Antibodies are one of the immune system’s main counteroffensives to viral and bacterial infections, such as SARS-CoV-2, Lyme borrelia, Salmonella, cholera, and pertussis. Antibodies are also responsible for neutralizing toxins like tetanus and ricin. Antibodies are present at high levels in blood and interstitial fluids of all tissues and visceral organs. In addition, subsets of antibodies are actively transported into saliva, breast milk, and mucosal secretions that line the lungs and gastrointestinal tract. Once established, antibodies can persist for years and serve at the frontline against airborne, foodborne and vector borne diseases. Indeed, the goal of virtually all modern vaccines is to elicit high-titer neutralizing and protective antibodies in circulation and/or mucosal compartments.
However, harnessing the power of antibodies through vaccination is not trivial, as much remains to be learned about where antibodies engage with their targets and how such interactions result in immunity. Research in our lab seeks to understand the structural, molecular, and cellular basis by which antibodies confer immunity to viral and bacterial pathogens and neutralize biological toxins. We are interested in B cell epitopes, monoclonal (MAb) and single-domain (VHH) antibodies, mucosal vaccines and antibody-based passive immunization strategies. We have partnerships with academic and biopharmaceutical groups in all realms of vaccinology.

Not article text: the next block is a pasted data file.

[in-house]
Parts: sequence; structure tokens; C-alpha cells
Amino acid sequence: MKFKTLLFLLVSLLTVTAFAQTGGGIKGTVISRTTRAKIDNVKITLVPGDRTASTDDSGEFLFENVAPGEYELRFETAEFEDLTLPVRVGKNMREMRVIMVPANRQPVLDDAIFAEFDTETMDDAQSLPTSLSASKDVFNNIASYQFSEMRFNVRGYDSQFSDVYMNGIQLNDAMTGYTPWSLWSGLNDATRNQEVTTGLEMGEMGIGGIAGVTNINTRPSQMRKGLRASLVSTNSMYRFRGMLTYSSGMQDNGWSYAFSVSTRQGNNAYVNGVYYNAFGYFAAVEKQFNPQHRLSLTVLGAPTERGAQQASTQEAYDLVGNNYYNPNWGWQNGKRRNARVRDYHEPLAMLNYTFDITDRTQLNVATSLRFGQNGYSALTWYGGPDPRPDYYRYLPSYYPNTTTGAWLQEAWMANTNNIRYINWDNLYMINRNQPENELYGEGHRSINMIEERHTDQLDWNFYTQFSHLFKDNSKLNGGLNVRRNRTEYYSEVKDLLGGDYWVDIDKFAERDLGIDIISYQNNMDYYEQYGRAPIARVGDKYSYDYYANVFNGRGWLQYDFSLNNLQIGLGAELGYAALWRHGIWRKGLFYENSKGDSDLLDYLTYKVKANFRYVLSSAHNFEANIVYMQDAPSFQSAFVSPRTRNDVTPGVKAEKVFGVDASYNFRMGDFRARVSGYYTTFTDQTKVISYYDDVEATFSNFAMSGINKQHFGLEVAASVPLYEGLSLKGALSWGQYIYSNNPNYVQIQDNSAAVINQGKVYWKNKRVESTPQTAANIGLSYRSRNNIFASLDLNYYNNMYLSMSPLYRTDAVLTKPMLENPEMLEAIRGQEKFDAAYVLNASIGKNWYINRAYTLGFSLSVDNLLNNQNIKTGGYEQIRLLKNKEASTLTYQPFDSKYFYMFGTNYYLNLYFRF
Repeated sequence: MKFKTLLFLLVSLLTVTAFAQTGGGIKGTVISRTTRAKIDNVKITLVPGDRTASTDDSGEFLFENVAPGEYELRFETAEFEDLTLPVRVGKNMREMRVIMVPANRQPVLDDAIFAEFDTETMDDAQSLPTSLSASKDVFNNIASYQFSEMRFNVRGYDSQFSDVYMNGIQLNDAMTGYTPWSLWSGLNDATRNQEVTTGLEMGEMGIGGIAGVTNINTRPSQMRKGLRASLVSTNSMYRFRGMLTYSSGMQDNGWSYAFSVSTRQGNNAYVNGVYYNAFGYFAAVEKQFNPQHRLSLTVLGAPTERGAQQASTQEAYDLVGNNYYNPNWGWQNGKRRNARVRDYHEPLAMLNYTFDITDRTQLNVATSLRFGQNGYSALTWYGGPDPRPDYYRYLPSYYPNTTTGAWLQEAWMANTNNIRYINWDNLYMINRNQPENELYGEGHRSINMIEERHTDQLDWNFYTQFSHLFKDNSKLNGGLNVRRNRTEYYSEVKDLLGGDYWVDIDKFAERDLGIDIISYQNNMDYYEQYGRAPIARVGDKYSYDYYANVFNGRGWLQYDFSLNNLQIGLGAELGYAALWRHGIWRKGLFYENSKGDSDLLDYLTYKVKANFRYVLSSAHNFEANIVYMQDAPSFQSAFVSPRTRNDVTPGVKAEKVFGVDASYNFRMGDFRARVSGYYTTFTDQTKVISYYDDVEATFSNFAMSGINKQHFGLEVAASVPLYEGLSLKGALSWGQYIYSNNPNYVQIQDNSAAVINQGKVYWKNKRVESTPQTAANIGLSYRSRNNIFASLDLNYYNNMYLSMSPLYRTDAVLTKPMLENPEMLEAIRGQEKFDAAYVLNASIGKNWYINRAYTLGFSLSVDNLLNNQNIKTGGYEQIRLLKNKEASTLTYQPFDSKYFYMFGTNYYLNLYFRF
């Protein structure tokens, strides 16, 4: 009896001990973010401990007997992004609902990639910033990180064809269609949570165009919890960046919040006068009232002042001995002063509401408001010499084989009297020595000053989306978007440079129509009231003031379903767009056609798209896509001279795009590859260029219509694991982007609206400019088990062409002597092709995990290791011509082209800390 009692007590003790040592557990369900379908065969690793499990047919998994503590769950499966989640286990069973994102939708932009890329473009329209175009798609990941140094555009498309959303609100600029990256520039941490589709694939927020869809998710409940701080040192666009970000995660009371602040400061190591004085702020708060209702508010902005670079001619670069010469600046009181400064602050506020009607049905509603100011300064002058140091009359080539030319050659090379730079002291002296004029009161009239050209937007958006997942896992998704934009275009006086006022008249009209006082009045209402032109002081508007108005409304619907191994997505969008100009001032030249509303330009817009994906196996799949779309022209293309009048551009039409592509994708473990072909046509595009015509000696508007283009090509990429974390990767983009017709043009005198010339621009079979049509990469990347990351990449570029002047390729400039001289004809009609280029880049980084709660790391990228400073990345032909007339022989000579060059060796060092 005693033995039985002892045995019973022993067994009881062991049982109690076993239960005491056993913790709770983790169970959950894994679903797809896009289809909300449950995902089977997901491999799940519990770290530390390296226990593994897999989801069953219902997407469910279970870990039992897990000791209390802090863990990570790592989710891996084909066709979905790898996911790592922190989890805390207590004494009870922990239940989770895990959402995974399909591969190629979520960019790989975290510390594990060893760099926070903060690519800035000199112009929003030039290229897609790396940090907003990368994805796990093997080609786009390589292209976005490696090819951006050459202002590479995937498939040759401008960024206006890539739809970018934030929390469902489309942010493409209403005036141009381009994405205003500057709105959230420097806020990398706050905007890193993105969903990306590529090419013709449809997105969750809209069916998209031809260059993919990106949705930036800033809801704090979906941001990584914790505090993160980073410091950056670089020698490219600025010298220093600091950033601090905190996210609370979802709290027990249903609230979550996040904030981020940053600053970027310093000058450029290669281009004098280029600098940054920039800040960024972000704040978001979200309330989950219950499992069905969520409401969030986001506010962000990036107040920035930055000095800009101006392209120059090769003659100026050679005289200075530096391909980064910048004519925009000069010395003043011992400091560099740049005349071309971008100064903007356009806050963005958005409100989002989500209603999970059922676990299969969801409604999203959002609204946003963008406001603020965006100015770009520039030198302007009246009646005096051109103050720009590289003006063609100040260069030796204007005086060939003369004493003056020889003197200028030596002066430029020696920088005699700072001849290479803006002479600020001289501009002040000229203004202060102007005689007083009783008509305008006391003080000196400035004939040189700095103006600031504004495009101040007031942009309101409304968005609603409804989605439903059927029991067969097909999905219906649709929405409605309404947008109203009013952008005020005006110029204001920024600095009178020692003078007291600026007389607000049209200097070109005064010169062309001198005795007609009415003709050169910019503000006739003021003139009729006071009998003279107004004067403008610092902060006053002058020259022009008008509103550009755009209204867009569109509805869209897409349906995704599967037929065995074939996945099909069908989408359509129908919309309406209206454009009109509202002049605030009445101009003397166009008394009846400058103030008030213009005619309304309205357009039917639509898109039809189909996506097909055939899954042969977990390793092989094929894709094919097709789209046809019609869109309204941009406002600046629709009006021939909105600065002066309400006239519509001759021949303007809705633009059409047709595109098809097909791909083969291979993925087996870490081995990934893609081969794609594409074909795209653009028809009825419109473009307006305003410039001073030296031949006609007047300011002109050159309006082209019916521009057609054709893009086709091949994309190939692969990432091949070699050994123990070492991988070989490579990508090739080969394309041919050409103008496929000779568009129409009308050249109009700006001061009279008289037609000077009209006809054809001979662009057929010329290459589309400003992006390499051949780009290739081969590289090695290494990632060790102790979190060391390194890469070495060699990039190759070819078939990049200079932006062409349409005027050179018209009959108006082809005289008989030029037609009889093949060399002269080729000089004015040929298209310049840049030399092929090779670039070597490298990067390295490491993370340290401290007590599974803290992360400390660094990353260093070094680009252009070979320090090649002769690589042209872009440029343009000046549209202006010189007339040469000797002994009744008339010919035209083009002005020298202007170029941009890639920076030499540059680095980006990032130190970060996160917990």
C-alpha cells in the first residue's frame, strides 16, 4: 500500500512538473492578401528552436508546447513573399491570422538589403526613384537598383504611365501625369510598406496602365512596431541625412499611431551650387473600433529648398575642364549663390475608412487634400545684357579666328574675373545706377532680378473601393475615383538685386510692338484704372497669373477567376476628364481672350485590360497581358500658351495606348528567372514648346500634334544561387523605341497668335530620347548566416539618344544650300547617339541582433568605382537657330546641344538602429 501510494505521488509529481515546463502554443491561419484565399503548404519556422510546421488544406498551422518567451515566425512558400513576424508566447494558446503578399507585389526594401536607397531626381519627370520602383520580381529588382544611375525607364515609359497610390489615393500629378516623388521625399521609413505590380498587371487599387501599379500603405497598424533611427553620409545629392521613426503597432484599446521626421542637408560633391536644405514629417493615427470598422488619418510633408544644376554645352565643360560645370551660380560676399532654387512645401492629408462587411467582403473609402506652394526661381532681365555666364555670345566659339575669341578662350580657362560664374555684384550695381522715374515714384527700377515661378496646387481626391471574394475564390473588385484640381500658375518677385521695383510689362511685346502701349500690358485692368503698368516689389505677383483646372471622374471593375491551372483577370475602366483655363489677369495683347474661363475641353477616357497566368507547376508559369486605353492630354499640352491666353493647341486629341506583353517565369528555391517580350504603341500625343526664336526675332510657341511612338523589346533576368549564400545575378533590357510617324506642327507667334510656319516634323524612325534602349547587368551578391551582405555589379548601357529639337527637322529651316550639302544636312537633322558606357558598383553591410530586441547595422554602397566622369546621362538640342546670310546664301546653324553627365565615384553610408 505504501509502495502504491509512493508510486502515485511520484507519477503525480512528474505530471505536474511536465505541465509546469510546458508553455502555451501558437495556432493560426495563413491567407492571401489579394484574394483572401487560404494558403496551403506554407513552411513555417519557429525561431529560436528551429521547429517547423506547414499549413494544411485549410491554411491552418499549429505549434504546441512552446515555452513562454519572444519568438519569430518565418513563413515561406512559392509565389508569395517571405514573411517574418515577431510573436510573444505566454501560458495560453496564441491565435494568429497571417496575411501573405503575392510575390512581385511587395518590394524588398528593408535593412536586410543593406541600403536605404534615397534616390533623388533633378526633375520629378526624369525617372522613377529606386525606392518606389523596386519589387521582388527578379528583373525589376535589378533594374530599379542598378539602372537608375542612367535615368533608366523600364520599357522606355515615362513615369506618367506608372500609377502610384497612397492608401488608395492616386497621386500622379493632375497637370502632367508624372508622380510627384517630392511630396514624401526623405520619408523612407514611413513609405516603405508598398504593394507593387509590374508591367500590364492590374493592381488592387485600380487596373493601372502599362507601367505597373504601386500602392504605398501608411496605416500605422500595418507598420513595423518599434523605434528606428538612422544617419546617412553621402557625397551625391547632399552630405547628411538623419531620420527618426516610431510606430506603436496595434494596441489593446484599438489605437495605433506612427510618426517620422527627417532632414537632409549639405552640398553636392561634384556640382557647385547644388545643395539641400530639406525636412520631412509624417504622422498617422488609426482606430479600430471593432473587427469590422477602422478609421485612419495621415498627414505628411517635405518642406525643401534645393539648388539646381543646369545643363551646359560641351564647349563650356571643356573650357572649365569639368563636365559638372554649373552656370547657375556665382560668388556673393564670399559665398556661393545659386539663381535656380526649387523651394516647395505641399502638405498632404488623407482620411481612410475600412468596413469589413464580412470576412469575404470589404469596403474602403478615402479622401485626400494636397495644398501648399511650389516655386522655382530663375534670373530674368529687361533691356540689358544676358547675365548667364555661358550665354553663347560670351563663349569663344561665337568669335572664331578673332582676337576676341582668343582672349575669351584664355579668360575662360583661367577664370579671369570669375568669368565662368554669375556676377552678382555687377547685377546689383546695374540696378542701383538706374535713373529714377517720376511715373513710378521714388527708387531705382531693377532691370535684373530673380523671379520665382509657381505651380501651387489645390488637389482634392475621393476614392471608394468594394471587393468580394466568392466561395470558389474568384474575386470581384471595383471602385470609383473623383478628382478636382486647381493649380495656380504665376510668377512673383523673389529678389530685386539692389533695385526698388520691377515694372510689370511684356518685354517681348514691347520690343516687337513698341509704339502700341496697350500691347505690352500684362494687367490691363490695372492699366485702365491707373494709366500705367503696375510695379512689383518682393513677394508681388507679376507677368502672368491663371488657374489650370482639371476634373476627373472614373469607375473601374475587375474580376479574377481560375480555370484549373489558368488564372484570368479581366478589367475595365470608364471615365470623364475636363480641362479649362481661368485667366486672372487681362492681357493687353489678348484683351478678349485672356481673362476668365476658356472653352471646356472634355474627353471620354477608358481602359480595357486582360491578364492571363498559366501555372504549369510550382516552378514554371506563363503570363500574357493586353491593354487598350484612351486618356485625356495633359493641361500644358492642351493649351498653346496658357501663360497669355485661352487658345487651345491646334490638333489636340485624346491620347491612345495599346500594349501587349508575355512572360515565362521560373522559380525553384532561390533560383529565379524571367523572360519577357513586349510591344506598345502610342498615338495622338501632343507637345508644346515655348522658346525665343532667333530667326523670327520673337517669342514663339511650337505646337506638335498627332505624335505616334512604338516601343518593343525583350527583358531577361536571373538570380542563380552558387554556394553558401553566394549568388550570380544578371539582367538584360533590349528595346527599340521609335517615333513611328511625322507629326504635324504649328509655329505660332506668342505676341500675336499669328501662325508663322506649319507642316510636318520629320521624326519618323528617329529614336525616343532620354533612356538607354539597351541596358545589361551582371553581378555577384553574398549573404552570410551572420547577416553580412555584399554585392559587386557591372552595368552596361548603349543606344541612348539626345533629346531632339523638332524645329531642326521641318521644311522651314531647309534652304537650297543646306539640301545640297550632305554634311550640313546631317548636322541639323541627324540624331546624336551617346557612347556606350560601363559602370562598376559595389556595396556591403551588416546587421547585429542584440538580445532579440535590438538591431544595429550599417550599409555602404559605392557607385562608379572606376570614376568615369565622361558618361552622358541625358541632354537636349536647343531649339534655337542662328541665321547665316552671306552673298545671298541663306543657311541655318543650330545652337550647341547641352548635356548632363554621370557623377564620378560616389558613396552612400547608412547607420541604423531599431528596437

Dr. Nicholas Mantis Awarded $9 Million Contract to Aid in Diagnosis, Prevention and Treatment of Lyme Disease
Dr. Nicholas Mantis, of Wadsworth Center's Division of Infectious Diseases, was awarded a five-year, $9 million contract by the National Institute of Allergy and Infectious Diseases (NIAID) to study human antibody responses to the Lyme disease pathogen...read more